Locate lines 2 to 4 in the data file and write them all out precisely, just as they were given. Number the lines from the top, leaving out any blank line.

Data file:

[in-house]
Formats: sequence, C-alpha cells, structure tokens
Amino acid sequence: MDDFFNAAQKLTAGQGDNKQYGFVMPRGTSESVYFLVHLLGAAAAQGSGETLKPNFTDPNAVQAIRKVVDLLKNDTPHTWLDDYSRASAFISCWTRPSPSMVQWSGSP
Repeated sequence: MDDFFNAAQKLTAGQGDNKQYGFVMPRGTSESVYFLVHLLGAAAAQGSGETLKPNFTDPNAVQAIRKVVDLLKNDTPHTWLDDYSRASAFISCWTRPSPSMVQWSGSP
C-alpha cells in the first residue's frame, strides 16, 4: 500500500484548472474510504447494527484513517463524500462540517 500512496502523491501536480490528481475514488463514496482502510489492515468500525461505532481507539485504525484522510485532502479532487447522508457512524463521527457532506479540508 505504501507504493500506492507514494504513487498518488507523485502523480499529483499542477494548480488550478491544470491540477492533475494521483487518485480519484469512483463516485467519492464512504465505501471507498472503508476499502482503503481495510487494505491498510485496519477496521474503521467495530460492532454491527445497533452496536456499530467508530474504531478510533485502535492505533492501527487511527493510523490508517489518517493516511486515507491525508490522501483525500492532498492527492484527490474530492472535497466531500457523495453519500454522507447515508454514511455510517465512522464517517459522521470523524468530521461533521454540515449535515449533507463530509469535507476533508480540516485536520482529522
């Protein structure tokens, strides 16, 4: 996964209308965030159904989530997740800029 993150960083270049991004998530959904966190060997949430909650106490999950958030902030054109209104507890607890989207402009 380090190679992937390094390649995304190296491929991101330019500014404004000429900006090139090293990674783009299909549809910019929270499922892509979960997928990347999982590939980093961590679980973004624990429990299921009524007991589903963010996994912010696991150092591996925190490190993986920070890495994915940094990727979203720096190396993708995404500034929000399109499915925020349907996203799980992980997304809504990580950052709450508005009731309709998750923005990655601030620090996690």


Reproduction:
Formats: sequence, C-alpha cells, structure tokens
Amino acid sequence: MDDFFNAAQKLTAGQGDNKQYGFVMPRGTSESVYFLVHLLGAAAAQGSGETLKPNFTDPNAVQAIRKVVDLLKNDTPHTWLDDYSRASAFISCWTRPSPSMVQWSGSP
Repeated sequence: MDDFFNAAQKLTAGQGDNKQYGFVMPRGTSESVYFLVHLLGAAAAQGSGETLKPNFTDPNAVQAIRKVVDLLKNDTPHTWLDDYSRASAFISCWTRPSPSMVQWSGSP